Mondelez: The Harmony Commitment DE1-215-I
This case describes how Modelez Iberia launched a corporate social responsibility project called the Harmony Commitment program after good sales results were obtained when it was carried out in France. The essence of the initiative was very closely related to the basis of its competitive advantage: the purchase of local raw materials (they had to be traceable); proven quality; and an emphasis on how the product is associated with sustainability and with maintaining balance in local biodiversity. It obligated farmers to sow a certain variety of wheat under specific conditions.
Although a campaign that was carried out showed that the initiative had a strong impact and was widely known, the brand manager was not satisfied with the results since it was complicated to measure the program’s commercial impact. He wondered if the concept of "better wheat, better biscuits" was enough as a basis for his sales campaign, thinking perhaps that it was better not to insist on the Harmony Commitment, seeing how complex it was to communicate. On the other hand, the project had had a very favorable acceptance among suppliers and company employees. With the program ceasing to be a novelty and with competitive pressure continuing to grow, the director of communications, corporate responsibility and public affairs must analyze the project’s evolution and decide what the next step should be.Academic Area:Strategy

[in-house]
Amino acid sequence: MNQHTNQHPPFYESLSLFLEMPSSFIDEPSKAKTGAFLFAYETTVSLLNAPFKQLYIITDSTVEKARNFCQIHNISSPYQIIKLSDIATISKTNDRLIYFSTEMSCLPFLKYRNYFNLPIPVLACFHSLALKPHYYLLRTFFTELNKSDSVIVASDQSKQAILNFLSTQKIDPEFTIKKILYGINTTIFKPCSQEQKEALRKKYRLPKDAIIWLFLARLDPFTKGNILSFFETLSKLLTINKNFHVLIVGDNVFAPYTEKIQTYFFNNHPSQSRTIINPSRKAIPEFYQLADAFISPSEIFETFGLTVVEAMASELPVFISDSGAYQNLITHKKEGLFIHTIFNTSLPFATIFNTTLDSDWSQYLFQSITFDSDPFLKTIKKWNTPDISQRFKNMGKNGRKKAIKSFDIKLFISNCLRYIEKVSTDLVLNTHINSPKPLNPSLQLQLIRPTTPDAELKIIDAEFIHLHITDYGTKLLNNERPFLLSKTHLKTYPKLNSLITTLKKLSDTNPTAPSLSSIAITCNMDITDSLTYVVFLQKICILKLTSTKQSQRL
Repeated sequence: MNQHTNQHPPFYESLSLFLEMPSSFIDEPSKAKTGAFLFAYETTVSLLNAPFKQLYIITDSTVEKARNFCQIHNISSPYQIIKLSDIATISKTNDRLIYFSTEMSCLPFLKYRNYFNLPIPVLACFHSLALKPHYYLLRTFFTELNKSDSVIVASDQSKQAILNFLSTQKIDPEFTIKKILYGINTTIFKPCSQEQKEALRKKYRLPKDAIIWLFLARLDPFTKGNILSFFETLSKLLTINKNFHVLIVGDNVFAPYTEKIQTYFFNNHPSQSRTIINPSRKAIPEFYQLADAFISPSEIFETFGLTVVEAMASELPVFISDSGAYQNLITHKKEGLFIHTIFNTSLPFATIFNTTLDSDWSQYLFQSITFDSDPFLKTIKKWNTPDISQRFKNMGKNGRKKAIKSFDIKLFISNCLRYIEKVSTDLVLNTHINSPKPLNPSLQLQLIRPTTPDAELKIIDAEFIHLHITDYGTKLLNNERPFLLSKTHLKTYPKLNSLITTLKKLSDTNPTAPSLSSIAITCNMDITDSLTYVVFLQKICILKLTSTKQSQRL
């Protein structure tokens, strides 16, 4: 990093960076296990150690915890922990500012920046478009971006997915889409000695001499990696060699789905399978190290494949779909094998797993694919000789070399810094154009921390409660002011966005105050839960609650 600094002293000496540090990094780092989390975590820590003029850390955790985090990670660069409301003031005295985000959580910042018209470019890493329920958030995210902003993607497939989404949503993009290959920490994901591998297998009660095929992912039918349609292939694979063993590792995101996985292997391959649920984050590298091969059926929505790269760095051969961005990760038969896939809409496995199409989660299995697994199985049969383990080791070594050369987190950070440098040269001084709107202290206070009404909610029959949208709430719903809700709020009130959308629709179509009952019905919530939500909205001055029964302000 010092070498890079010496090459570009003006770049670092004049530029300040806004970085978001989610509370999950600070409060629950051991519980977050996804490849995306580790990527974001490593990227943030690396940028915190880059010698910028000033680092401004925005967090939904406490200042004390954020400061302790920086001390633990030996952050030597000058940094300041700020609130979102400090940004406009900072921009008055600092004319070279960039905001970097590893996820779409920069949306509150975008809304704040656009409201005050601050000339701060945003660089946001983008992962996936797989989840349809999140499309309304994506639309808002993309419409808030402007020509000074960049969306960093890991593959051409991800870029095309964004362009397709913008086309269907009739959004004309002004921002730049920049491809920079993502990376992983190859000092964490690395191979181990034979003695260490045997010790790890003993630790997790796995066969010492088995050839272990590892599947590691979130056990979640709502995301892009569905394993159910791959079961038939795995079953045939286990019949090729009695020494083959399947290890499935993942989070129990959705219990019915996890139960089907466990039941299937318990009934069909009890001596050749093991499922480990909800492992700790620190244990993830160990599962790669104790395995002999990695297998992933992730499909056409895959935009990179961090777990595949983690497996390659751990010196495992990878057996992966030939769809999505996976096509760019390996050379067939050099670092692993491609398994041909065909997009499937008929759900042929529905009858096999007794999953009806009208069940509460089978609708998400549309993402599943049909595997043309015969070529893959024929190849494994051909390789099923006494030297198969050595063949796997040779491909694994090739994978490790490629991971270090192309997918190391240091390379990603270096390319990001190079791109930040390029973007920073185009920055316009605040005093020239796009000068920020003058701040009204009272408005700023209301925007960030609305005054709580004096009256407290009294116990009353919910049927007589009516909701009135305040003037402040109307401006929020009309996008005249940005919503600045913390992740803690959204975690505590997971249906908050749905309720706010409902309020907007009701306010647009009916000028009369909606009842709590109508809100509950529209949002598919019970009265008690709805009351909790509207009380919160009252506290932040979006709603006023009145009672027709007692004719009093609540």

ABB & GALINDO: Stretching managerial responsibil … DE1-212-I
The case follows the implementation of ABB´s decision to restructure its operations in Spain and close the manufacturing line at its Galindo factory in the Basque Country. ABB was required to enter into formal negotiations with its workers towards a Labor Force Reduction Procedure (ERE). The workers at Galindo strongly objected to ABB´s restructuring proposals and were not placated by the company´s generous offers of compensation and employee retraining. The workers employed a number of strategies to derail the ERE including appealing to local politicians and engaging in public protests. After negotiations failed, a final decision was made to approve the ERE by the Ministry of Labor in Madrid.Academic Area:Strategy | Negotiation